The Rolling Stones in Cuba. The aftermath of the Brussels attacks. Our reaction to terrorism determines its failure or success.
The train from Oxford, to the boat to Dublin, to the train to Cork 7.40am, March 26th
Lovely house concert in Oxford last night. A very comfortable, and comforting way to finish the UK leg of the tour. This was my third time playing a house concert for Emma and Jan’s Music Inn series. Each time it has been in a different house. First in Glasgow with the entire band in 2010 on the ‘Brother, the Fight is Fixed’ tour, then in 2013 on the ‘Sound’ tour, also in Oxford. This is my first time I am playing in a house they bought last year. Jan gave me a wonderfully generous introduction, saying that it felt like a housewarming of sorts to have me there, seeing as I had played in previous places they lived. A lovely feature of their house concerts being that they always cook up a pot or two of delicious soup. Last night, the vegetarian option was a lentil, carrot, onion, tomato, paprika soup, and the meat eater option was a chicken and chorizo. Again, in the interest of accurate reportage, I had both. Emma, said perhaps they’d do a little cook book of ‘Music Inn Soup Recipes’, god, i’d love if they did.
Not counting the unborn inside their mothers, last night I had my youngest audience member ever, as far as I know. Young Rosie, aged 1 month. Only a little older than this leg of the tour. She was tiny, sleepy and cute and barely made a sound throughout the gig. Her father Stephen told me she’s a Belle and Sebastian fan, often sleeping to “If you are feeling Sinister”. Me too Rosie, me too. That’s a great record.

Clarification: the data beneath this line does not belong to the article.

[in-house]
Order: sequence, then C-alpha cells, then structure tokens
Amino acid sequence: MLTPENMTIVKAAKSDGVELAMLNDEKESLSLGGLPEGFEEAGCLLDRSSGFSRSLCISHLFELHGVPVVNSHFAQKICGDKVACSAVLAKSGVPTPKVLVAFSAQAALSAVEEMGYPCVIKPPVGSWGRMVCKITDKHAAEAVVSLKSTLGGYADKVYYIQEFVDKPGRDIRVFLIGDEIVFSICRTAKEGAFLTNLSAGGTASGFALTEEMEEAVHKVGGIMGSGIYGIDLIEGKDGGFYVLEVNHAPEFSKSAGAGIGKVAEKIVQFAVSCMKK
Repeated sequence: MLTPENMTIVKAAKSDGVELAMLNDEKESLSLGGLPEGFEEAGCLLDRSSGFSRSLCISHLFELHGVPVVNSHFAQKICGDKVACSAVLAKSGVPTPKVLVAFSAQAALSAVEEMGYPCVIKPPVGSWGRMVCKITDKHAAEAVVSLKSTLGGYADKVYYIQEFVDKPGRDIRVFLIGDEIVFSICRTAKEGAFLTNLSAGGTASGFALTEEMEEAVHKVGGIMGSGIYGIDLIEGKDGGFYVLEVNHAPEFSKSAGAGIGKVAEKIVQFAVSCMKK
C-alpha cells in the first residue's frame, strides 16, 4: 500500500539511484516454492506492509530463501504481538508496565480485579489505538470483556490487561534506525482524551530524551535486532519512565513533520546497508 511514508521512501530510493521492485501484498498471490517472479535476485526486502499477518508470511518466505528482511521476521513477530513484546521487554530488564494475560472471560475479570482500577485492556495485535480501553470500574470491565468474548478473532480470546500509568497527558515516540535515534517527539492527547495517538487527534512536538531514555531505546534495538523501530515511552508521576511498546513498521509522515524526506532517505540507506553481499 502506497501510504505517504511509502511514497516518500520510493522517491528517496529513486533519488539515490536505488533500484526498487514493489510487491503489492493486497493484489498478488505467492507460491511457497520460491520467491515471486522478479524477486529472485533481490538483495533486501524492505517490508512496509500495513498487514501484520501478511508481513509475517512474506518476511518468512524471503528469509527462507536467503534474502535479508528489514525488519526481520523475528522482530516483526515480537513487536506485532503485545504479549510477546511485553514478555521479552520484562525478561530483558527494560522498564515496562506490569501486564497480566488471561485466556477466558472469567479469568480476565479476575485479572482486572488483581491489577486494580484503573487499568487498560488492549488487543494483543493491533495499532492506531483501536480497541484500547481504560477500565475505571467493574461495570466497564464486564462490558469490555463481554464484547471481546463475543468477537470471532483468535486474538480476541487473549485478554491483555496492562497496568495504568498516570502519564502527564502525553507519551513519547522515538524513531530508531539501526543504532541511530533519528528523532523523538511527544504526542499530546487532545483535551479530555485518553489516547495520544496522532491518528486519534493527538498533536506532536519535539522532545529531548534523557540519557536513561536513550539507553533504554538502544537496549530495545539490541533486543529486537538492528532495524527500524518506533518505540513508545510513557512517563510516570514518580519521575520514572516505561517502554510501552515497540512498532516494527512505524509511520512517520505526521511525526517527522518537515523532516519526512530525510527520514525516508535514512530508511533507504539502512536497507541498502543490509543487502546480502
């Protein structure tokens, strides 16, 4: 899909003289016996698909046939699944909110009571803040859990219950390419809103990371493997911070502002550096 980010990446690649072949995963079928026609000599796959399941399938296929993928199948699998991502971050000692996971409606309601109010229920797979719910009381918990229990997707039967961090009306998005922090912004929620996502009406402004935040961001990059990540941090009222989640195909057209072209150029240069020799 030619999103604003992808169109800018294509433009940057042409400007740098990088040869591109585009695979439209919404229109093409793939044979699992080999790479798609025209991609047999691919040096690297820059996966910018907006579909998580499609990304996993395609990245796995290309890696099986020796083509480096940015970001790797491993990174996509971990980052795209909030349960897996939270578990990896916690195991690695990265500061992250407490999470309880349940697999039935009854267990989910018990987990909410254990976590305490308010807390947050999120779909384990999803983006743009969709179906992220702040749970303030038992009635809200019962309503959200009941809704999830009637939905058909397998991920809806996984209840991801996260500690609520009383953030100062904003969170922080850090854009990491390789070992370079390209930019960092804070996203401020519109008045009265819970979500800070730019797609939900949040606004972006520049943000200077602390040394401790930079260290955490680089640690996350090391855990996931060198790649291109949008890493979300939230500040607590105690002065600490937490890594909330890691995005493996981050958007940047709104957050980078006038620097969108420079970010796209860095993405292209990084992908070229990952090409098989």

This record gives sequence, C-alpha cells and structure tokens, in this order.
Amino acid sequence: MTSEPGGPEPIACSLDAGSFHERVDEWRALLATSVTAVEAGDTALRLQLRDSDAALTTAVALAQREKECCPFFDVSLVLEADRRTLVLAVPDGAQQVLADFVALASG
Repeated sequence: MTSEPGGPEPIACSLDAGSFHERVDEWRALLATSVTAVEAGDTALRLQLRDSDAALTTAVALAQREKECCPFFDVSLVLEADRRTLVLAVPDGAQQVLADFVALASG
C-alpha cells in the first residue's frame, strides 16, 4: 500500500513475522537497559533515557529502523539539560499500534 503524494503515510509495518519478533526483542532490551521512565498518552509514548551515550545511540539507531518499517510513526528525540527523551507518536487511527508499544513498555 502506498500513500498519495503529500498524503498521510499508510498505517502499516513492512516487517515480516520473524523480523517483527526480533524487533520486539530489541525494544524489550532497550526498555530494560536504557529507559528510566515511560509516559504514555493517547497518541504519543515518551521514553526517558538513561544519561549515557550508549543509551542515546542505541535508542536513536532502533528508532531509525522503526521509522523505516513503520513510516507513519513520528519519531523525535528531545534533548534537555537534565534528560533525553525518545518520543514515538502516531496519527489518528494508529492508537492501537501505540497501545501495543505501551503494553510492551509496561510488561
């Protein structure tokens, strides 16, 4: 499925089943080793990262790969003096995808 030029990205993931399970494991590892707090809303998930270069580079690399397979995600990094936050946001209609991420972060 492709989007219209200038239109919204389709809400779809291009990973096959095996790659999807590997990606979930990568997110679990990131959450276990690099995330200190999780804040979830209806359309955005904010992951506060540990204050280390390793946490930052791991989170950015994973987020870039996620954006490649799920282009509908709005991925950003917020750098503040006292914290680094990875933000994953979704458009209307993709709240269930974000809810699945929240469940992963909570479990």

When I was called back for an encore, and I gave the fairly unoriginal quip about going backstage and coming back out, I learned that Emma is an expert on encores. She did a thesis on encores. Mine would be filed as a deconstructed encore. I expected to encounter some good intellectuals in Oxford. I wasn’t disappointed
Sometimes before playing ‘I Picked Stones’, I ask the crowd to tell me their worst job ever. Last night I had what is certainly the leading contender for” best worst job ever “. Nicky in the front row told me she once had a job castrating Alpacas. (Unpacking Alapacas?! )Apparently they make very strange humming sounds at the best of times.
Nicky and her Finnish husband Nicholas were lovely and I had fascinating, terrifying chat with them afterwards about the food industry. As more and more of our income is spent on housing the demand for cheap food has rocketed. Our lack of awareness or interest in where our food comes has grown in tandem.
Did you know, for example, that the average supermarket chicken is just 36 days old? I learned that and lot of other fun facts that are frankly, going to be hard to forget.
On the train to Wales
Bodorgan, Wales, Easter Saturday March 26th
Some day of travel. It is wet and miserable outside. Headphones on.
Sarah Harmer – Dandelions and Bullet Holes
Michael Brunnock -A Change
Randy Burns – Right About You
Simone Felice – Charade
Looking forward. I just passed this town in Wales. How do you fit that on your driver’s licence? Or learn to spell your address as a child?
Reminds me of that joke about the fella, who goes into fast food place in a small town with a long name in Wales.
Says he: “Excuse, me this is quite embarassing, but could please tell me, very slowly, how do I pronounce the name of this place?”.
Says the server: “Buuuuuuuuurgeeeer Kiiiiiiing”.
Tom Waits – Chicago “All Aboaaaaaard”
Chris Michael – A Child is a Child ( I prefer this to my version!)
Kesang Marstrand – The Choir Sighed
Pity it is so rainy for the ferry crossing.
Stepping onto the boat, I felt a real sense of excitement to be heading to Ireland. Easter Saturday , 2016, the centenary of the rising. The water is a bit on the rougher side. Trying to trick my stomach into behaving.
On the train to Cork for the first time in almost 10 months